Paradise

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Related to Paradisical: paradisiacal

Paradise:

see Eden, Garden ofEden, Garden of,
in the Bible, first home to humankind. In it were the trees of life and of the knowledge of good and evil. Having eaten the forbidden fruit of the latter tree, Adam and Eve were banished from the garden and God's presence.
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; heavenheaven,
blissful upper realm or state entered after death; in Western monotheistic religions it is the place where the just see God face to face (sometimes called the beatific vision).
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.

Paradise,

uninc. town (1990 pop. 25,406), Butte co., N central Calif., in the foothills of the Sierra Nevada range. It is mainly residential with a growing population. Cattle are raised and fruits, olives, nuts, wheat, and nursery stock are grown. Gold was discovered nearby in 1859.

Paradise

(religion, spiritualism, and occult)

Paradise, asteroid 2,791 (the 2,791st asteroid to be discovered, on February 13, 1977), is approximately 20 kilometers in diameter and has an orbital period of 3.7 years. Paradise is a concept asteroid, named after the Garden of Eden. J. Lee Lehman asserts that if this asteroid is well-aspected in a natal chart, the native believes paradise can be found in this existence. If, however, “the asteroid is poorly aspect, then the person is less than optimistic that Paradise exists outside of the movies.” Jacob Schwartz gives Paradise’s astrological significance as “beliefs in perfection.”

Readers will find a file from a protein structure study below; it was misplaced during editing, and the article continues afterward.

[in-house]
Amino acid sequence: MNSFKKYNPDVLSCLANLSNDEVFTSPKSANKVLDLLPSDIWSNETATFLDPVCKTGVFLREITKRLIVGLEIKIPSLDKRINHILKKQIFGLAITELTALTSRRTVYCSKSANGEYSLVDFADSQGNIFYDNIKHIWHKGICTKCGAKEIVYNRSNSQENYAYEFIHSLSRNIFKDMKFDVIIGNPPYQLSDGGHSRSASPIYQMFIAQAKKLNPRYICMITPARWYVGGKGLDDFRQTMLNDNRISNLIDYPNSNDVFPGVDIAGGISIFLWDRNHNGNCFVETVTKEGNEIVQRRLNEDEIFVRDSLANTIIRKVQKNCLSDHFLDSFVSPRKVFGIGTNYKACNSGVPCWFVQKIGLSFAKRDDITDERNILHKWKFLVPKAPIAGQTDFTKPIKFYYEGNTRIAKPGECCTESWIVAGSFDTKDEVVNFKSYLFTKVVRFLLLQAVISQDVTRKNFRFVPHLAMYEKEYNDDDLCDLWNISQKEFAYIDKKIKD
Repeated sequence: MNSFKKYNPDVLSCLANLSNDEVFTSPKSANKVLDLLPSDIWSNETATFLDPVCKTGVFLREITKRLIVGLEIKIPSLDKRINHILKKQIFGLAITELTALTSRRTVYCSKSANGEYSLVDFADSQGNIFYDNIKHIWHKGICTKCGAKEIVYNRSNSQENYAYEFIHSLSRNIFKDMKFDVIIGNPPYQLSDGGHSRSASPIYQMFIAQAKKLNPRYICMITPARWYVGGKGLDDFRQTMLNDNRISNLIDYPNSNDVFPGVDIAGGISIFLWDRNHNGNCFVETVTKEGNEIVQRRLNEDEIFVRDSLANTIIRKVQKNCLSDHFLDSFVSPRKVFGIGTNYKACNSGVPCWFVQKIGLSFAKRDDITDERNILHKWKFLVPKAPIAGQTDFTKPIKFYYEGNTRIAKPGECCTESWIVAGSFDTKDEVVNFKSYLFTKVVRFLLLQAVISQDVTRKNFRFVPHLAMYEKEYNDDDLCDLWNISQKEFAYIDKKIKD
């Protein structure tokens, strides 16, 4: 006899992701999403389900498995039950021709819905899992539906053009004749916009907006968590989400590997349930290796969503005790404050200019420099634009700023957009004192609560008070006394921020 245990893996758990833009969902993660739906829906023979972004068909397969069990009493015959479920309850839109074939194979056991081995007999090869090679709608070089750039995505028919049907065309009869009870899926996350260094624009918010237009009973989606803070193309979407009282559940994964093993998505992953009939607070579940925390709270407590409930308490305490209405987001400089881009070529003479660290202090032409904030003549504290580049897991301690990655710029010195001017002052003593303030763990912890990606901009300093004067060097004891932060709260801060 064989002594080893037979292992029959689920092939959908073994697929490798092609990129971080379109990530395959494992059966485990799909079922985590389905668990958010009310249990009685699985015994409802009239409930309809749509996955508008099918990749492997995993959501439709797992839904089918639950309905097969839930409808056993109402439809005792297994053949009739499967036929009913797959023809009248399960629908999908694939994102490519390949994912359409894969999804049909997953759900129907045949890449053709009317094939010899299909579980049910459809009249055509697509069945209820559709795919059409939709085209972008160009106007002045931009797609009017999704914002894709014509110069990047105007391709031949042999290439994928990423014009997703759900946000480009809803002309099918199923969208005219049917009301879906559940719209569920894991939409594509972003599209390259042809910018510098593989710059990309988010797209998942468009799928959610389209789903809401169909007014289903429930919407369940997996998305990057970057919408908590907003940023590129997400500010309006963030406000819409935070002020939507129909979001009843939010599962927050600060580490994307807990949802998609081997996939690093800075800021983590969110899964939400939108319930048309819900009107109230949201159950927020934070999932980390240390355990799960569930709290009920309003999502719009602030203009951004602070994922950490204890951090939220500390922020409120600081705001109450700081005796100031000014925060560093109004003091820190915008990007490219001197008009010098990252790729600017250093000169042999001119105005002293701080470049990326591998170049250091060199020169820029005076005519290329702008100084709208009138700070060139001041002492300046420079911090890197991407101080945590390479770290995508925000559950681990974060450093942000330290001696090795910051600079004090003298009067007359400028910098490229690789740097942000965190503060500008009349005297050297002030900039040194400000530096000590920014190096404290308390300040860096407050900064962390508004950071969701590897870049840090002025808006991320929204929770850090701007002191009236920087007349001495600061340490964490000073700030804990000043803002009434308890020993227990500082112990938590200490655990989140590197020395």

Sources:

Kowal, Charles T. Asteroids: Their Nature and Utilization. Chichester, West Sussex, UK: Ellis Horwood Limited, 1988.
Lehman, J. Lee. The Ultimate Asteroid Book. West Chester, PA: Whitford Press, 1988.
Schwartz, Jacob. Asteroid Name Encyclopedia. St. Paul, MN: Llewellyn Publications, 1995.

Paradise

 

according to most religious teaching, for example, in Christianity, Islam, Judaism, and Buddhism, the place of eternal bliss for the souls of the righteous.

Sources for the concept of paradise go back to primitive beliefs in the existence of the soul beyond the grave. In the Old Testament, paradise is depicted as a beautiful garden in which the “first man and woman,” Adam and Eve, lived until they were driven out after they fell from grace. In the subsequent development of Christian doctrine, paradise was conceptualized as a place to which the righteous returned after death.

In many religions, the bliss of paradise is contrasted with the torments of the sinners in hell. Unlike the detailed elaborations of conditions in hell, however, representations of paradise are vague and sketchy. The concepts of “paradise” and “hell” are used by the clergy for the religious aims of influencing the consciousness and feelings of believers.

paradise

1. The court of the atrium in front of a church.
2. The garth of a cloister.
3. A Persian pleasure garden, usually elaborately planted.

Paradise

poetic name for heaven. [World Rel.: NCE, 1213]
See: Heaven

Paradise

See also Heaven, Utopia.
Bali
Indonesian island; thought of as garden of Eden. [Geography: NCE, 215–216]
Brigadoon
magical Scottish village that materializes once every 100 years. [Am. Music: Payton, 100–101]
Canaan
ancient region on Jordan river; promised by God to Abraham. [O.T.: Genesis 12:5–10]
Earthly Paradise
place of beauty, peace, and immortality, believed in the Middle Ages to exist in some undiscovered land. [Eur. Legend: Benét, 298]